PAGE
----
“Women are not only physically and emotionally abused, they’re sexually abused too. It happened to me, my ex raped me. The court process can be very draining. I went down to five stone and lost my hair at one time, having to face my ex-partner for breaching an order. It can be very intimidating having to go to court and see your abuser.

“My ex actually nearly went for me in court one time. There are gardaí in the courtroom and at the time I had a court accompaniment with me, but it’s still very, very dangerous.

“You don’t know what’s going through a man’s mind – some men would sooner have you gone off the face of the earth, to feel they’ve won, especially when they have an order hanging over them.”

‘No going back’

Audrey knows first-hand how difficult it can be to leave an abusive partner, but would encourage anyone in that situation to seek help.

“You need to get into a safe place, you need to get help. I know it’s daunting, it’s terrifying, it’s nerve-racking, it’s everything, but you’ll get there.

“There’s no going back, because if you go back [to your partner], it’s only going to get worse and worse and worse. They’re also going to have that anger in them that you left them in the first place.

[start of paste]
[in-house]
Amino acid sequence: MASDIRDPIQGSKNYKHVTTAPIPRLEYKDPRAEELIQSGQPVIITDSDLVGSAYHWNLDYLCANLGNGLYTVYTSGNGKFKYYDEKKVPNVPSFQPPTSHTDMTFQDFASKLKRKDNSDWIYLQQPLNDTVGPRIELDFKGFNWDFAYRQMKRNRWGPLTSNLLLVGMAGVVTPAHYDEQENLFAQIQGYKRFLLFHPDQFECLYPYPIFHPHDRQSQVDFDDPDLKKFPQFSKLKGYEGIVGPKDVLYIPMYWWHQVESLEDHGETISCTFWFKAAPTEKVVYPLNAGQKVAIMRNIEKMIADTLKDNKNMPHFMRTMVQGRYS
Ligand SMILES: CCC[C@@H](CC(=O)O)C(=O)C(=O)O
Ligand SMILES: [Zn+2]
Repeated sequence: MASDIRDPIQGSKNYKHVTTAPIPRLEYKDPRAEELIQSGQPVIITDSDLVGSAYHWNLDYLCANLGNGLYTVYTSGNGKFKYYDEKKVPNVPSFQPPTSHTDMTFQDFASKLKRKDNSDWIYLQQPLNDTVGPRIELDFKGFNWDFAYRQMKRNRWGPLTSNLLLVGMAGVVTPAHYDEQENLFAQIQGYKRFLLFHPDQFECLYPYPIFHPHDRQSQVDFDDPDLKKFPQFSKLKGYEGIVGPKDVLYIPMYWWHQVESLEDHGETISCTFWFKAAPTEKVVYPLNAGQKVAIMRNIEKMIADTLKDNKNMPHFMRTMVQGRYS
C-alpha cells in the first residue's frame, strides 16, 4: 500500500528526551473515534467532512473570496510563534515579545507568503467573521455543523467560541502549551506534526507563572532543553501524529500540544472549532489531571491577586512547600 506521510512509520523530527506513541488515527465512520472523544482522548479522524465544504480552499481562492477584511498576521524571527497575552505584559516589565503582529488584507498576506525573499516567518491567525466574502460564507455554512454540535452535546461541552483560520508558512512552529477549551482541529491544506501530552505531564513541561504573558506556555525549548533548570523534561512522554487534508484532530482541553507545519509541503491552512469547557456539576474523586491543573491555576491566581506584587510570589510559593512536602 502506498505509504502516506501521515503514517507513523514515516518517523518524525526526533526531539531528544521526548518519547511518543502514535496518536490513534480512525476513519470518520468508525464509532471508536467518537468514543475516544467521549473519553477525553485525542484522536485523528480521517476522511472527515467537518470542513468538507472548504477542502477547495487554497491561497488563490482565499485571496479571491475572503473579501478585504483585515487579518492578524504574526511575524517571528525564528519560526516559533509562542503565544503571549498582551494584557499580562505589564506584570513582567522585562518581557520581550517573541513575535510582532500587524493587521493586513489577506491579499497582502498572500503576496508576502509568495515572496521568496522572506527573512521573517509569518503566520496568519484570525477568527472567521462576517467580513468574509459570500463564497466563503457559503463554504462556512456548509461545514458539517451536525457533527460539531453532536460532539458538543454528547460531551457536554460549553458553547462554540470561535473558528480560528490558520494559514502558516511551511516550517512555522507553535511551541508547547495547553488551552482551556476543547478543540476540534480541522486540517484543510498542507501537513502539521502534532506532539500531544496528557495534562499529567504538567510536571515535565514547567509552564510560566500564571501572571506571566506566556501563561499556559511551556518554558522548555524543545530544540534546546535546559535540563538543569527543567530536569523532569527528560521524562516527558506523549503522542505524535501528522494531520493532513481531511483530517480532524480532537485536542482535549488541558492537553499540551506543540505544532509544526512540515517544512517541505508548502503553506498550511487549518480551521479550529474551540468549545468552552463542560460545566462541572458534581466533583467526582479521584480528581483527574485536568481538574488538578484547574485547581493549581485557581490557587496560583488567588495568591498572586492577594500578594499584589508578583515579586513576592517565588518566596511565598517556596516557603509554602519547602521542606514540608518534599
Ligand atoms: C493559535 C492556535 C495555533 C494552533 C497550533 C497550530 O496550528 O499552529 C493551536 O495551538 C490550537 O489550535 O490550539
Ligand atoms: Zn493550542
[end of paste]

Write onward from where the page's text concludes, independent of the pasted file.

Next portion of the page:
“Try to get out of that situation, they’re not going to change. Contact Women’s Aid, contact Safe Ireland. You are not alone.

When I went to the refuge, I couldn’t believe that so many women from all different age groups, from different backgrounds, were in there. There were professional people’s wives in these places. Until you actually go behind that door of the refuges and see what’s going on, you don’t realise.

“Some people think that it can only happen to a certain type of person but no, it’s happening in all walks of life. Unfortunately that’s the situation that we’re living in, and it’s happening all over the world,” she told us. 

Dedicated ministry

Safe Ireland – a national network of 37 organisations which support domestic abuse victims – said the pandemic has “proven to be a threat, but also an opportunity, for the DSGBV (Domestic, Sexual & Gender-Based Violence) sector – with all the burdens that implies”.

A spokesperson said: “We have been clear from the very beginning of this pandemic that Covid-19 did not cause domestic and sexual violence. It has exposed it.

“We have also been clear that this epidemic, and the quite phenomenal outpouring of communal empathy for those living with control and abuse that we have seen, has also fully revealed the inadequate, siloed and poorly resourced way in which we are responding to coercive control generally, and domestic violence specifically.”

Safe Ireland recently launched No Going Back, a report that sets out a vision to overhaul Ireland’s strategy to respond to the needs of survivors of domestic abuse.

The network has made four key recommendations:

  • A dedicated Minister and Ministry
  • Integrated and survivor focused policy and services